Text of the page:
Wednesday, November 27, 2019

Emily Walak Essays (1231 words) - Medicine, Clinical Medicine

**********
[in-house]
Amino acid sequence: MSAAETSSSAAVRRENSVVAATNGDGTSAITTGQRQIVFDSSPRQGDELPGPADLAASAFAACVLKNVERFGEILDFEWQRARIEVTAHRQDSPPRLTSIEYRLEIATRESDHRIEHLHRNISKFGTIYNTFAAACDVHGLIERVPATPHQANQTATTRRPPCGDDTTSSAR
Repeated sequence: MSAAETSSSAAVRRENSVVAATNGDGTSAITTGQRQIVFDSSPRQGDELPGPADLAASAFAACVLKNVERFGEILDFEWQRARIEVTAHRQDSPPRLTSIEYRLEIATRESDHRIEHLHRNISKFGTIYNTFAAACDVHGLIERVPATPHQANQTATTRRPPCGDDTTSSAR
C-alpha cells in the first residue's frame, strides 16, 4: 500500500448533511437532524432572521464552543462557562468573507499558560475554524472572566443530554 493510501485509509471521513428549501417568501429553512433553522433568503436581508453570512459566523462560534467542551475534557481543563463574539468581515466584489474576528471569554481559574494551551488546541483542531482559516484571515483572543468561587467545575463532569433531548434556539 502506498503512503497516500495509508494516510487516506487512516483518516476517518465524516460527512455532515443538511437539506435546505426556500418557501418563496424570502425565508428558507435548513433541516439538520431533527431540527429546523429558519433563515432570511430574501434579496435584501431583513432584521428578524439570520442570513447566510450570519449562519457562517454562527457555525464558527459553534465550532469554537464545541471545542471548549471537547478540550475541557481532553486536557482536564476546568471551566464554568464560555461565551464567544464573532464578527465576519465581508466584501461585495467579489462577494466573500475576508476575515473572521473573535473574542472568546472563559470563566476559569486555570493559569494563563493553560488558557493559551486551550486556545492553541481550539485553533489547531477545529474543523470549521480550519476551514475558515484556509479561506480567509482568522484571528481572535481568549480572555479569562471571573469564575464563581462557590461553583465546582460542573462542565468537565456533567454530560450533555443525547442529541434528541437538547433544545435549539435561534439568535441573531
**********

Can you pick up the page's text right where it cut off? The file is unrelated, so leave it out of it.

Emily Walak DSP 350 Dr. Thompson Final Paper DATE \@ "d MMMM yyyy" 20 April 2018 The Effects of Caffeine Caffeine is a drug that can be found in seeds, nuts, and leaves in a number of plants in South America and East Asia. It dates as far back as the Stone Age when, some anthropologists believe, the first caffeinated beverage could have been created, based on cave drawings. People use caffeine for many things; including suppressing appetite, protecting against common diseases or even some cancers, and of course, staying awake when tired. Whether one is drinking green tea or an espresso, they are ingesting caffeine. The safest average dose of caffeine is about 400 mg per day. That is about three 8 oz cups of coffee, five 8 oz Red Bulls, or eight 8 oz cups of black tea. On the flip side, caffeine becomes toxic at about 10 grams, which is about 75 cups of coffee. That's a lot of coffee. Caffeine has many positive side effects when taken in moderation, however one must be careful because caffeine can also lead to excessive overuse, dependence, and unwanted negative side effects. To understand the full effect of caffeine, one must understand what happens in the brain when caffeine is ingested. Adenosine is a neurotransmitter that slows down cellular activity. Caffeine blocks adenosine receptors, which means there is no slow down of activity. Since the nerve cells are stimulated, they release adrenaline. The adrenaline release increases levels of dopamine. Overall, caffeine's effect on the brain is a feeling of alertness, a boost in physical energy, and a feeling of pleasure. Fredholm, Battig, Holmen, Nehlig, and Zvartau, (1999) write about this in the article "Actions of Caffeine in the Brain with Special Reference to Factors that Contribute to its Widespread Use." In this article there are studies done to try to explain why people ingest caffeine based on its different effects on the brain. He concludes that people ingest caffeine to increase motor behavior, improve mood, increase information processing and performance, delay the onset of sleep, and elevate clear-headedness under conditions of pain (Fredholm et al., 1999, p. 83). Xu, Xu, Chen, and Schwarzschild (2010) pose another article that reports on the positive effects of caffeine. Xu et al. present the research supporting the claim that caffeine intake reduces the risk of developing Parkinson's disease. In this study, experiments performed on mice using different metabolites found in caffeine show that caffeine has a neuroprotective effect on the mouse model of Parkinson's disease when administered in the right conditions (Xu et al., 2010, p. 475-481). That's not all, however. Lipton et al. (2008) write about another instance when caffeine is used to help people. Lipton et al. conducted a study on patients suffering from migraines, who met the international Headache Society's criteria for migraines. They tested the effectiveness of the combination of acetaminophen, aspirin, and caffeine in reducing migraine occurrences and symptoms. The conclusion of the study is that the combin ation of acetaminophen, aspirin, and caffeine is highly effective. It not only treats migraine headache pain, but it also alleviates common symptoms associated with migraine attacks in a safe way. Caffeine is a huge reason why the combination is so successful (Lipton et al., 2008). These are only a few of the ways that caffeine helps people functionally and medically. All of these are positive side effects of caffeine when taken in moderation. Ingesting too much caffeine will have very different effects. Everything is good in moderation, especially caffeine, however overuse of caffeine can cause serious side effects as well as dependence. The article "Caffeine Use Disorder: A Comprehensive Review and Research Agenda" by Meredith, Juliano, Hughes, and Griffiths (2013) reviewed literature that showed evidence of the behavioral and physiological effects of caffeine that were similar to the effects of other drugs of dependence. Some of these effects were subjective effects, reinforcement, conditioned taste preference, withdrawal, and tolerance. They also reviewed clinical evidence for caffeine use disorder. This evidence included the DSM-IV Substance Dependence criteria applied to caffeine. The three criteria they looked at were the: (1) persistent desire or unsuccessful efforts to cut down or control caffeine use, (2) continued caffeine use despite knowledge of having a persistent or

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